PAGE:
Grenfell Tower: Government will consult on cladding ban
There will be a consultation on banning inflammable cladding on high-rise buildings, the government says, despite a review into the Grenfell tragedy not recommending such a move.
Housing Secretary James Brokenshire announced the consultation "having listened carefully" to concerns.
Earlier, a government-commissioned building regulations review stopped short of proposing a ban - a move criticised by some Grenfell survivors.
Labour MPs called for an immediate ban.
Architects, building firms and Grenfell survivors had backed laws forbidding the use of combustible materials in tower blocks.
Inflammable cladding is thought to have contributed to the rapid spread of fire in west London's Grenfell Tower last June.
A total of 72 people died as a result of the blaze, the judge-led inquiry has said. This includes Maria Del Pilar Burton, 74, who died in January. She had been in hospital since she was rescued from the 19th floor.
A subsequent survey identified hundreds of other buildings where cladding failed safety tests.
The Royal Institute of British Architects called for a ban on inflammable cladding, as well as a requirement for sprinklers to be fitted, and a second means of escape for high-rise residential buildings.
Announcing the consultation, Mr Brokenshire said: "We must create a culture that truly puts people and their safety first, that inspires confidence and, yes, rebuilds public trust."
He said the building regulations review, and the changes that will come from it, were "important first steps, helping us ensure that when we say 'never again', we mean it".
Labour's shadow housing secretary John Healey responded, saying: "Don't consult on it, do it."
Shahin Sadafi, chairman of Grenfell United, which represents survivors and the bereaved, said he was "disappointed" there was no immediate ban.
Earlier, a government-commissioned independent report into building regulations called for a "radical rethink" of the safety system, but stopped short of recommending an outright ban on inflammable cladding.
The report's author, Dame Judith Hackitt, said indifference and ignorance had led to cost being prioritised over safety and called for regulators to "come together" to ensure building safety.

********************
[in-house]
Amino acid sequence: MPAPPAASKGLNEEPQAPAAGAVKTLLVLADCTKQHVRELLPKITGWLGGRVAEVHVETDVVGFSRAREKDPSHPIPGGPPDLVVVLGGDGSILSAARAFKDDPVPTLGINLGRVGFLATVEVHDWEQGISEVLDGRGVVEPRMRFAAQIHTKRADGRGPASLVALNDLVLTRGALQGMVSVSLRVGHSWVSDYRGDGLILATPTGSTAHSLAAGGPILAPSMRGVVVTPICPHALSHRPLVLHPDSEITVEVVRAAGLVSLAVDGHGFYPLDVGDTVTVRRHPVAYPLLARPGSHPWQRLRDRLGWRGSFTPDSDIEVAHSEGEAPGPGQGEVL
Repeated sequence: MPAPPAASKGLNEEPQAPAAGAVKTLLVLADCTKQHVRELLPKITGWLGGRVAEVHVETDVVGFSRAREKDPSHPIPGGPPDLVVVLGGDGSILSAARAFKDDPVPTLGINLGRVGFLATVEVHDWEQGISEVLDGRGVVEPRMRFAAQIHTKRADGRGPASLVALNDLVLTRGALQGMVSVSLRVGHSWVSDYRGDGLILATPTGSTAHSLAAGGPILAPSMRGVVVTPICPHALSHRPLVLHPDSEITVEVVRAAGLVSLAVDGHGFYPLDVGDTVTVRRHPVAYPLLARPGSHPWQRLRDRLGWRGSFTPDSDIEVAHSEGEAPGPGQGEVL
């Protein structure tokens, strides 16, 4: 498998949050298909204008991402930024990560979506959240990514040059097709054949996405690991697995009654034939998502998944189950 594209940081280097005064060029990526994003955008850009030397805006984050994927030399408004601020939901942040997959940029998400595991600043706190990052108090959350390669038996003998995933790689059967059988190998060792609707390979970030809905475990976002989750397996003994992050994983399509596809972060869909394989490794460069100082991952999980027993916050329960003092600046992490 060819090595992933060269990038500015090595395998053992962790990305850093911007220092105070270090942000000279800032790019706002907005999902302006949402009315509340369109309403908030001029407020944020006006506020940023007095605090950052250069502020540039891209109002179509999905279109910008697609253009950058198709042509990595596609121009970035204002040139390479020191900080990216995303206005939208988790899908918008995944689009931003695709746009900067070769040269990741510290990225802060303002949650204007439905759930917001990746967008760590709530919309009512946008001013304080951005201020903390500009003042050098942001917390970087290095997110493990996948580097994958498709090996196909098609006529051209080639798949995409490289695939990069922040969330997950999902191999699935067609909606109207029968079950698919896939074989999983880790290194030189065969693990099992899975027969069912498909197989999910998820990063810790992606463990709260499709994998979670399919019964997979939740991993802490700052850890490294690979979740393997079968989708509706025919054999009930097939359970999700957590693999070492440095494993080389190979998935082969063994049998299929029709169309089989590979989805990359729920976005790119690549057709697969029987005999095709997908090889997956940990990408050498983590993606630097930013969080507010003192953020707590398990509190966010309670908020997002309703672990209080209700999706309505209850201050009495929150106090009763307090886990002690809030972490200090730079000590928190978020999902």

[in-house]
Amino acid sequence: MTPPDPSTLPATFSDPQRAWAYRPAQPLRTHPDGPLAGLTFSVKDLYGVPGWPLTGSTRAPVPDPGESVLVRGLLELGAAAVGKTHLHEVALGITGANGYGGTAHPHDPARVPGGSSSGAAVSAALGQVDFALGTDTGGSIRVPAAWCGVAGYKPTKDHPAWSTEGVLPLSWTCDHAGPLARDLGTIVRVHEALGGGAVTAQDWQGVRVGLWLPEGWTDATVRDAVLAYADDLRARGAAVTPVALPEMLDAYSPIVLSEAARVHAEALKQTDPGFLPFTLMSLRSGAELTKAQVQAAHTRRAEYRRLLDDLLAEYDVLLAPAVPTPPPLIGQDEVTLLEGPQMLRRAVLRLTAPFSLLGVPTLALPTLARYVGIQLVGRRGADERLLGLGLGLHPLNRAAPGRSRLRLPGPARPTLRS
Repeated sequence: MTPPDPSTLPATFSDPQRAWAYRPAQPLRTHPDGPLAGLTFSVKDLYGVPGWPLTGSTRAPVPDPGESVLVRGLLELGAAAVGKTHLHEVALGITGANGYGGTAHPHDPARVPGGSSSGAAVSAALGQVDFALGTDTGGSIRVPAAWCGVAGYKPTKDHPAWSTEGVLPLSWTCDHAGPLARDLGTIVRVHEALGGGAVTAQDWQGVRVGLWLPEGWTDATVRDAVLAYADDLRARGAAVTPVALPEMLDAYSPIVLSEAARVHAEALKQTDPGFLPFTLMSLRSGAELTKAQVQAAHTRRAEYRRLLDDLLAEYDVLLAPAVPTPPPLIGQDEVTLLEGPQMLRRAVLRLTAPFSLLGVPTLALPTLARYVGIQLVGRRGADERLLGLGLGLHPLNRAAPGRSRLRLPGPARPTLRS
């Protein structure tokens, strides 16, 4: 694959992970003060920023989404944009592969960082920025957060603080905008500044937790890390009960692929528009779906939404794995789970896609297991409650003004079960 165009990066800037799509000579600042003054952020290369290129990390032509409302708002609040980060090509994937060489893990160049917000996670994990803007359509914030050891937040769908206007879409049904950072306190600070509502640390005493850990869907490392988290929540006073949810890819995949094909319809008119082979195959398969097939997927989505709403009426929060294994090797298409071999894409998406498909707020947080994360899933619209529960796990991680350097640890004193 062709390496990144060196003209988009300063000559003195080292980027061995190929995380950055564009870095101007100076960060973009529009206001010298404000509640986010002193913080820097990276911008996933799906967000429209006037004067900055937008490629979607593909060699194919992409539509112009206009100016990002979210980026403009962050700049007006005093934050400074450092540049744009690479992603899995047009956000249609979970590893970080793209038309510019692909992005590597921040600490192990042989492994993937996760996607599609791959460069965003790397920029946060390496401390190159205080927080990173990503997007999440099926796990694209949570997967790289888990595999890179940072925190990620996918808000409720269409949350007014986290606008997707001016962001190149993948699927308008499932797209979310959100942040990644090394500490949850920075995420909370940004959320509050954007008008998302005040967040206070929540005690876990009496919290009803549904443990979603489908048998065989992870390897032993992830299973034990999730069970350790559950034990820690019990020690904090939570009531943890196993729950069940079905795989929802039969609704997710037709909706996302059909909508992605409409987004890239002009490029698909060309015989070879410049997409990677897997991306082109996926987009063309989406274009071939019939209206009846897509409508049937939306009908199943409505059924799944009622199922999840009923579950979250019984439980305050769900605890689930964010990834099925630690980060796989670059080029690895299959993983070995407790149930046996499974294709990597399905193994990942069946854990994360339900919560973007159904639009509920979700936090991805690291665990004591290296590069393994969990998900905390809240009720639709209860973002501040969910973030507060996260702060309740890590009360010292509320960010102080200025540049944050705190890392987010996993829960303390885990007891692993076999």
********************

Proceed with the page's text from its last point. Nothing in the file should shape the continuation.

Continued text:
She also recommended incentives for the right behaviour and tougher penalties for those who breach the rules.
Appearing before the Housing, Communities and Local Government select committee, Dame Judith said she supported Mr Brokenshire's announcement and it was "complementary" to her review, "but on its own it will be insufficient".
"Simply banning something from happening is no guarantee of compliance," she said.
"If people attach too much reliance upon banning activities and particular materials as being a solution to this problem it will create a false sense of security."
She told MPs that she had not known Mr Brokenshire had planned to announce a consultation.
The prime minister's spokesman said the current regulatory system was not "fit for purpose" and the government was committed to making the necessary changes.
'She didn't listen'
Grenfell United and opposition MPs criticised the review's recommendations.
Mr Sadafi said his group was "disappointed and saddened that she (Dame Judith) she didn't listen to us and she didn't listen to other experts".
Shadow housing minister Sarah Jones told the BBC that the report was a "huge wasted opportunity" and that the recommendations did not go far enough.
Labour MP and Grenfell campaigner David Lammy said it was "unfathomable" that the review had not recommended a ban on combustible materials.
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The independent review looked into regulations around the design, construction and management of buildings in relation to fire safety.
The final 156-page report found that:
- Roles and responsibilities for building safety are unclear
- Regulations and guidance are "ambiguous and inconsistent" and are "misunderstood and misinterpreted"
- There is ignorance about the rules governing the industry
- The process that drives compliance with the regulations are "weak and complex"
- Competence (of people in the system) is "patchy"
- The process for testing and certifying products is "disjointed, confusing, unhelpful and lacking any sort of transparency"
- Product testing and marketing is "opaque and insufficient"
- Residents' voices go unheard
Dame Judith - a senior engineer who used to chair the Health and Safety Executive - said these issues "have helped to create a cultural issue across the sector, which can be described as a 'race to the bottom', caused either through indifference, or because the system does not facilitate good practice".
Her appointment to lead the review had been met with some criticism due to her former role as director of the Energy Saving Trust. The organisation promotes insulation containing a foam known as polyisocyanurate (PIR), blamed for fuelling the fire at Grenfell.
But the government defended Dame Judith as "an independent and authoritative voice".
Her review is separate to the judge-led inquiry into the Grenfell fire, which will start taking evidence on 21 May.